I don’t want to be the fun police. I also don’t want to assume that I know what’s best for these horses. Perhaps they are given access to the best care, and vets and luxuries that they wouldn’t otherwise receive in a far off paddock somewhere if not competing. Perhaps they love the thrill of the race, the feel of the track beneath their hooves and the wind in their mane. Who can say for certain? Not me.

All that I really hope for is awareness, and through that awareness, accountability.

Let us recognize that there is more to Race Day than just an afternoon of revelry, drinking with friends.

Let us remember there are real lives at stake here.

Let us understand that it is our responsibility to hold the industry responsible for the well being of these majestic beauties, to fight their fight where we are able, for they most certainly, are not.

“If not us, then who. If not now, then when?’John E. Lewis.

Originally published here on Elephant Journal

adventure · love · Musings · Spiritual


See my original article here on elephant journal


The sounds of summer drift lazily over our back fence like smoke.

Children laugh and splash in paddling pools, squealing, cold water on hot skin, lawns flooded, warm mud squelching between small toes.

A lawnmower hums bee-like in the distance, and the smell of fresh cut grass hangs in the hazy air. I breathe it all in, the endless peace, the comforting familiarity of home. Sometimes, when I’m heartsick, I ache for this time, this place, these feelings. I close my eyes and let my memories bring me here, back to simpler times. They heal my soul.

My worries are bound by childhood, contained by school gates closed against the world. I agonise only over which friends to see and which games to play. The problems of the adult realm are far beyond my imagination and I’m in no hurry to reach out for them.

I recline on ancient sun-loungers with mum. They smell like sunshine and tanning oil and I feel grown up drinking tea beside her. We close our eyes and pretend that we are abroad soaking up Spanish sun.

Mum is glamorous, all curves in her bikini, brown skin glistening. I long to be beautiful someday too. I don’t hold much hope—I am awkward and skinny, all arms and legs and unremarkable. I stare at myself in the mirror sometimes and try to imagine what my grown up features will look like. I can’t see beyond the braces that imprison my smile and the unruly curls that never seem to lay straight and shiny like the popular girls at school.

In later years, I will breathe a sigh of relief as I start to fill out and my cheekbones decide to make an appearance. I will be startled when my first boyfriend notices me among my friends, an individual for the first time. I will grow into myself, a butterfly emerging from the cocoon of youth.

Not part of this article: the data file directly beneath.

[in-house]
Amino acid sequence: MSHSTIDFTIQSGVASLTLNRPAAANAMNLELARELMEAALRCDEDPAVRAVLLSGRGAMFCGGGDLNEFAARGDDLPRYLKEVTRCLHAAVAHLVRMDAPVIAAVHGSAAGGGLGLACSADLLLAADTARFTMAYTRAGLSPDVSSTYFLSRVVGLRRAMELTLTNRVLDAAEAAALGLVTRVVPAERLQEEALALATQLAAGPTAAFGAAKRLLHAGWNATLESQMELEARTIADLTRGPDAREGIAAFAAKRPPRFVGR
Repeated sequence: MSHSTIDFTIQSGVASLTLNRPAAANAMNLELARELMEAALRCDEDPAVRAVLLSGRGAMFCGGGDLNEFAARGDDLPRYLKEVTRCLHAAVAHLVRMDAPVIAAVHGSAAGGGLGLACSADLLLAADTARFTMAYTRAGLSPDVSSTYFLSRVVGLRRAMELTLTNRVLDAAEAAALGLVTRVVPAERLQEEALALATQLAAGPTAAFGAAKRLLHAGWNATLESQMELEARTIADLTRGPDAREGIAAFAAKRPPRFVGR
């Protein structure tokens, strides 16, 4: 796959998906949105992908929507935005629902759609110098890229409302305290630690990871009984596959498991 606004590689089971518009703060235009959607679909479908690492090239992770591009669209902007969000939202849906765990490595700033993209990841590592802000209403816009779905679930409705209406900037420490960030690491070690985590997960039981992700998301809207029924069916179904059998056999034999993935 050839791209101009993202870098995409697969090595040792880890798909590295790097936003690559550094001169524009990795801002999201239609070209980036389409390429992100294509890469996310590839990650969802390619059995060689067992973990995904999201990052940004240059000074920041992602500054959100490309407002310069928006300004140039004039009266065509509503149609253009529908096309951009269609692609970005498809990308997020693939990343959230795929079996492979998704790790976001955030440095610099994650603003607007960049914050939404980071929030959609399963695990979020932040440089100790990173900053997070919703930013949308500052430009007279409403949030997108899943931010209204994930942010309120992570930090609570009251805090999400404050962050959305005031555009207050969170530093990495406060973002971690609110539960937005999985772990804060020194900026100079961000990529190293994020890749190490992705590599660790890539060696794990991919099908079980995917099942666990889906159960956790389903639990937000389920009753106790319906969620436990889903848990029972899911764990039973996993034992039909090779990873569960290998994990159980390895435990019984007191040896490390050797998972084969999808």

Charcoal barbecues, colourful picnic plates, my family talking and laughing under a bright blue sky. Dad’s radio blares summer-time anthems from the sanctuary of his shed. It is full of treasures, musty and masculine. He croons along and I smile, swept along in his happiness.

Even today, these familiar melodies transport me instantly to a brighter place.

Night never falls on those evenings. The light lingers and we stay out late exploring a neighbourhood that holds every memory of my childhood me. A close look reveals me there still—wading in clear cold rivers with fishing net in hand, collecting conkers in the shade of great oaks, and eating penny sweets on swings, flinging higher and higher, trying to fly from the frame to the wide world beyond. We race the setting sun to beat the darkness home.

I soar downhill on my bike, clothes streaming in the wind, fearless. The courage of a mind that has not yet had to comprehend pain. I get entangled with my friend’s pedals and we tumble to the ground together in a laughing heap. We are not afraid. Broken bones, blood, death—they are not for us.

We are young and wild and will go where the night takes us. There are no alarms to set, nor places to be. The only rule is curfew and even that can be overcome with pleading and promises.

We long to grow, to explore, to see the world. We yearn to cast off the tight, constricting skin of our upbringing and be so much more. So impatient are we to be released, that we don’t yet realise that these playful years, roaming free under a summer sky, are among the best we will ever know.

We are sending our roots deep into the ground, laying the foundations to hold us securely, when the storms of life howl around us. We never imagine that we will return here often during our adventures beyond, in dreams and memories, seeking exactly what our youth sought to escape—family, contentment, safety.

We don’t yet understand that whatever far off corner of the world we find ourselves, regardless of the people we meet and love along the way, our hearts will always long for the familiar laughter of someone who has grown with us and those sounds of summer, drifting over the back fence.

There’s no place like home.